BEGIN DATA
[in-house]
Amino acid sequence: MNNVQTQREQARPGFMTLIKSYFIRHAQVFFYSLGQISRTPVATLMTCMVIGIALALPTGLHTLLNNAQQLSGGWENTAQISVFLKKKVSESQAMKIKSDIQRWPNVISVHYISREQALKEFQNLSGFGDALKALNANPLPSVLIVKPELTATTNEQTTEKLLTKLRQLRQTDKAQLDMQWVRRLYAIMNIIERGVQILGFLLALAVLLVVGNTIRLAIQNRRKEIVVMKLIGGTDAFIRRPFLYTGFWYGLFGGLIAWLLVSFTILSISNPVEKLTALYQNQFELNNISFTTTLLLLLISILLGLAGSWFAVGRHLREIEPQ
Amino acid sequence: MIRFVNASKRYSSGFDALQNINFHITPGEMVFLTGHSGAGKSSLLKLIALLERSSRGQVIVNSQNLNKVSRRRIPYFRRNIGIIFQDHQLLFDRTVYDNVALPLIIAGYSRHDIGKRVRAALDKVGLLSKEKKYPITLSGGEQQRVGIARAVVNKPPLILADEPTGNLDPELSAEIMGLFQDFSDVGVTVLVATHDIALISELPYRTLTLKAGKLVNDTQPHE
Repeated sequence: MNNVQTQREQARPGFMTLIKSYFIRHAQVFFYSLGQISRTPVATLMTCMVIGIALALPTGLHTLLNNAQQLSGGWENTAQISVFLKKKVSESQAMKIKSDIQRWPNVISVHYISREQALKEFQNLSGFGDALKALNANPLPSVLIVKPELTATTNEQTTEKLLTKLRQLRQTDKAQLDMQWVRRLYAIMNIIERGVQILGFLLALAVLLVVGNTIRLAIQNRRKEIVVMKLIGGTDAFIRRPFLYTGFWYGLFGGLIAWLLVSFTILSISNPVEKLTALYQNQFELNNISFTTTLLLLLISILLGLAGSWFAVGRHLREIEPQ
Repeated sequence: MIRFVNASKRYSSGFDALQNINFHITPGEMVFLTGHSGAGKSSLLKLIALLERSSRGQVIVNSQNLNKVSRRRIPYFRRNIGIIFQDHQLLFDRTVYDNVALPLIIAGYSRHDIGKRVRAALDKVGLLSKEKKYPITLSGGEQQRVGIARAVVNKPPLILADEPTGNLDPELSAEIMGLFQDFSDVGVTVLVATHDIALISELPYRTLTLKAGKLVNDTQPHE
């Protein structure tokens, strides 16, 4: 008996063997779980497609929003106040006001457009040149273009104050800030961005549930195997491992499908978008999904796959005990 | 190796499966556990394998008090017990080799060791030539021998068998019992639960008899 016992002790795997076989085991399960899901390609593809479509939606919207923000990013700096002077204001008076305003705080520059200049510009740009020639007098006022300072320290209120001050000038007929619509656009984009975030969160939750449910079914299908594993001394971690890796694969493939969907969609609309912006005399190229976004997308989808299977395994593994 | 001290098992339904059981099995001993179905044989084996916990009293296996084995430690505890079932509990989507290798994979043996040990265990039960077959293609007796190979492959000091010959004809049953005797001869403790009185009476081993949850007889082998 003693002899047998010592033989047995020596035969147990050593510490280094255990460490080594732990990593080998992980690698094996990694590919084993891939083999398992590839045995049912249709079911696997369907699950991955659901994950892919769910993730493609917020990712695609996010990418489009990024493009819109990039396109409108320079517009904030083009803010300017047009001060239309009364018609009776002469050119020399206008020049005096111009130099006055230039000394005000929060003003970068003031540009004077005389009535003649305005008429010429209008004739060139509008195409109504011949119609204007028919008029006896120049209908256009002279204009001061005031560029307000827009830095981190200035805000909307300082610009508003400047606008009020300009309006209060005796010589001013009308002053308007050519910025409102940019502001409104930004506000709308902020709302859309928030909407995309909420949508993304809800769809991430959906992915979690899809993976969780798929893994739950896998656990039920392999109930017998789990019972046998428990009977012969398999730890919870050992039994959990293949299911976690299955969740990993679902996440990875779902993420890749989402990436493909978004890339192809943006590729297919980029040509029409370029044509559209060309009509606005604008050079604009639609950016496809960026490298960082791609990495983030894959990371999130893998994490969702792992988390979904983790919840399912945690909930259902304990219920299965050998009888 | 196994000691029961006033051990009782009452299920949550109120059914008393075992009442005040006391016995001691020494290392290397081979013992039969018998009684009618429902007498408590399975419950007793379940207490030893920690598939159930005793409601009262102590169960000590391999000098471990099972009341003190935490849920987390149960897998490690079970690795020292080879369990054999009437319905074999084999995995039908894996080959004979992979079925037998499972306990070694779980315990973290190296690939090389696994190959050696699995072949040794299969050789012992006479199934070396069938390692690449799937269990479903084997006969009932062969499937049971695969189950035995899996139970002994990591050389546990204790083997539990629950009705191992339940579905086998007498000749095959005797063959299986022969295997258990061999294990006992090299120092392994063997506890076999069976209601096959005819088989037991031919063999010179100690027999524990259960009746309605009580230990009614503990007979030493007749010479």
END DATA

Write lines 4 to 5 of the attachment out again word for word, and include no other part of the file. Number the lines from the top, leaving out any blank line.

Repeated sequence: MNNVQTQREQARPGFMTLIKSYFIRHAQVFFYSLGQISRTPVATLMTCMVIGIALALPTGLHTLLNNAQQLSGGWENTAQISVFLKKKVSESQAMKIKSDIQRWPNVISVHYISREQALKEFQNLSGFGDALKALNANPLPSVLIVKPELTATTNEQTTEKLLTKLRQLRQTDKAQLDMQWVRRLYAIMNIIERGVQILGFLLALAVLLVVGNTIRLAIQNRRKEIVVMKLIGGTDAFIRRPFLYTGFWYGLFGGLIAWLLVSFTILSISNPVEKLTALYQNQFELNNISFTTTLLLLLISILLGLAGSWFAVGRHLREIEPQ
Repeated sequence: MIRFVNASKRYSSGFDALQNINFHITPGEMVFLTGHSGAGKSSLLKLIALLERSSRGQVIVNSQNLNKVSRRRIPYFRRNIGIIFQDHQLLFDRTVYDNVALPLIIAGYSRHDIGKRVRAALDKVGLLSKEKKYPITLSGGEQQRVGIARAVVNKPPLILADEPTGNLDPELSAEIMGLFQDFSDVGVTVLVATHDIALISELPYRTLTLKAGKLVNDTQPHE